We reached out to the top 5 winners to ask about their inspirations and experiences developing last month's top games on Kongregate!
VasantJ, developer of Medieval Angel 5 -My Destiny- (Part 1): First of all, I would like to thank everyone who has supported the series so far and I hope you would continue to do so in the future. Medieval Cop and Medieval Angel wouldn't exist without your support. The series started off as a simple Detective game but flourished into something much more. I see many people requesting that the original Detective style be brought back. Fortunately for you guys, Medieval Cop 9 has a lot of cases to solve and will also uncover the history and depths of Dregg and Amber.
Many people ask me why the games are usually late and to put it simply, it is because of balance. MC and MA fans are a mixed bunch. Some come for the story, some for the Detective work and some for the humor. Balancing all these three things in an online game can be tedious work, as the basic rules of online games are that the game should be short or at least not too long, must run on any PC or laptop, and have a file size that can support even the weakest of connections. Which is why I need to carefully create assets in a way that feels independent but actually are in one bundle. With each game, the process has become easier, but please note that the story does not always take place in the same locations and new maps need to be made. Usually games made this way can take up to 1GB space because of amateur work, but I strip down the assets to the bare minimum for the game to be played. So all in all, I only request that you be patient, as a rushed game may forever ruin the series.
On a side note, for the Detective fans out there, I am aware that the gameplay has changed a lot to favor the story, and the humor has also been affected. So for them, I am working on an alternate series, "Medieval Cop Files," which will only have Detective-style gameplay with all your beloved characters. This series will not have any relation to the original story and can be considered standalone.
Once again, thanks for all your support, and happy gaming.
FeatherHatGames, developer of Tough Growth:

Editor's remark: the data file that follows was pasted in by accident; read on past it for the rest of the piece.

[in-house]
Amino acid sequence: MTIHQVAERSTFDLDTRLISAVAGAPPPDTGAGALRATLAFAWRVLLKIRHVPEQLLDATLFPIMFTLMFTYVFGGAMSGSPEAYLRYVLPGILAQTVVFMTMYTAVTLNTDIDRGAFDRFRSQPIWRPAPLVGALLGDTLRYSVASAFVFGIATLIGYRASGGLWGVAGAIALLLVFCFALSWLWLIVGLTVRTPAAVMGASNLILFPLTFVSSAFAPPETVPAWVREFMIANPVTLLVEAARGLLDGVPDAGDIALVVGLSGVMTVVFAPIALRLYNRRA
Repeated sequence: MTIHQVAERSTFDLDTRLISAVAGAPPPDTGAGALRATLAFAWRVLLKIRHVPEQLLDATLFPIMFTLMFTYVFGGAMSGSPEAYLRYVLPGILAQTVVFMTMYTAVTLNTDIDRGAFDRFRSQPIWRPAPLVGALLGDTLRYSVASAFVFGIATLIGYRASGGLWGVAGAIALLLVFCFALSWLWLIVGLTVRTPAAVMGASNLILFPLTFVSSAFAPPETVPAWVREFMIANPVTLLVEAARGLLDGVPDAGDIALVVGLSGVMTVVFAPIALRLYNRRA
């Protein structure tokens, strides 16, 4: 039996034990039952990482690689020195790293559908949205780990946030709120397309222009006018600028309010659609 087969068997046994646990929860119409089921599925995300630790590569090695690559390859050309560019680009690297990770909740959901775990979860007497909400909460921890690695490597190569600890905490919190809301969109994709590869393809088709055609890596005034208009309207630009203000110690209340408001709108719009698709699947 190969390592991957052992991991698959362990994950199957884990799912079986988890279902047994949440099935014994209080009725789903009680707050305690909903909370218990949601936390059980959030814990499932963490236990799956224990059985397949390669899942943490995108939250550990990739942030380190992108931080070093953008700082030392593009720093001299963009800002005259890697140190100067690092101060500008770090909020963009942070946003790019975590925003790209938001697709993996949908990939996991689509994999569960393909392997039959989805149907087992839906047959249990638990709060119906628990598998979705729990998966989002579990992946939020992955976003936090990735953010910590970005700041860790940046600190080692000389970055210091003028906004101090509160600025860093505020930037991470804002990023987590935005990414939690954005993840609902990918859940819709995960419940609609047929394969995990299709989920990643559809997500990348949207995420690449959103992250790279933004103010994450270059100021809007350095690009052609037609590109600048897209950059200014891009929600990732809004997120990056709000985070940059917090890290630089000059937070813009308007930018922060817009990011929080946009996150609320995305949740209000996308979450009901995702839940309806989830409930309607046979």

What inspired the game
I was a little man not much older than 7 years old. Another boring school day had finally ended. My mom picked me up and we went home. As soon as the front door opened I ran to my computer, excited to see what the wonderful world of the internet had to offer.
I discovered a new game called "fishy". It was a 2D game where you played as a little fish. You could move around, eat the smaller fish and grow bigger. But you had to watch out for the big fish, because when they ate you, you would have to start all over. After many hours of struggling I was finally able to become "the biggest fish". That felt so good, I really liked that game.
Fourteen years later I found myself thinking about the game that I played on that day 14 years ago. What if I made a prototype where you had to eat things and become bigger to win, but different? I made a prototype, heck I made more than 1. All of them failed, but every single time I learned something, something valuable that would eventually lead to the birth of the first Tough Growth prototype.
Flash forward: Tough Growth won 2nd prize in the Kongregate competition of June 2018.
Play fishy here: http://www.xgenstudios.com/play/fishyclassic
PS: thanks XGen for inspiring me.
Sometimes losing is better than winning
This is actually not the first submission of Tough Growth to Kongregate.
The first time I submitted a demo: https://www.kongregate.com/games/FeatherHatGames/tough-growth-demo
I felt really confident about this demo and was certain it would win a prize in the Kongregate competition. Each day I checked the website with full excitement to check whether the rating had increased. The first days I checked and saw new comments. People liked the game and I felt more excited. After a while I saw a rating of 2.8. This wouldn’t even be enough to make last place, but I didn’t want to feel any regrets about this competition, so I had to at least try everything I could to win. So I asked everyone who liked TG to rate it highly and we made it to 3.3. We were closing in on the final place, but unfortunately we were too late, the winners had already been chosen and we were not in there.
I really wanted to make Tough Growth win and thought that losing would totally break my spirit. However, after losing I actually felt really motivated to take a new look at Tough Growth and find out how we can do even better! I became more humble and decided to ask for help. I contacted other Kongregate developers whose games I liked and had won prizes in the competition to ask for tips. One of the developers in particular, KekGames, pointed out that my difficulty curve was seriously messed up with the boss being way more difficult than before. Having lost the competition I was finally humble enough to take an honest look at the Tough Growth demo and found many ways that it could be improved. I removed the boss fight and maintained the good curve of the other levels. Hundreds of people asked before for feedback to know when you are big enough to eat something, so I finally added visual feedback. Both changes I wouldn’t have been able to make before because I was too proud to doubt myself, until I fell on my face.
For more insight on my experience developing the game go here:
Beranek, developer of Tales of Nebezem: Four Fates: I’m excited to see that there’s an increasing number of people who enjoy the Nebezem series and look forward to another new “tale”. It’s a great pleasure to read comments which mention specific details from the world or even ask questions about the characters and places, showing greater interest in the fantasy world I created.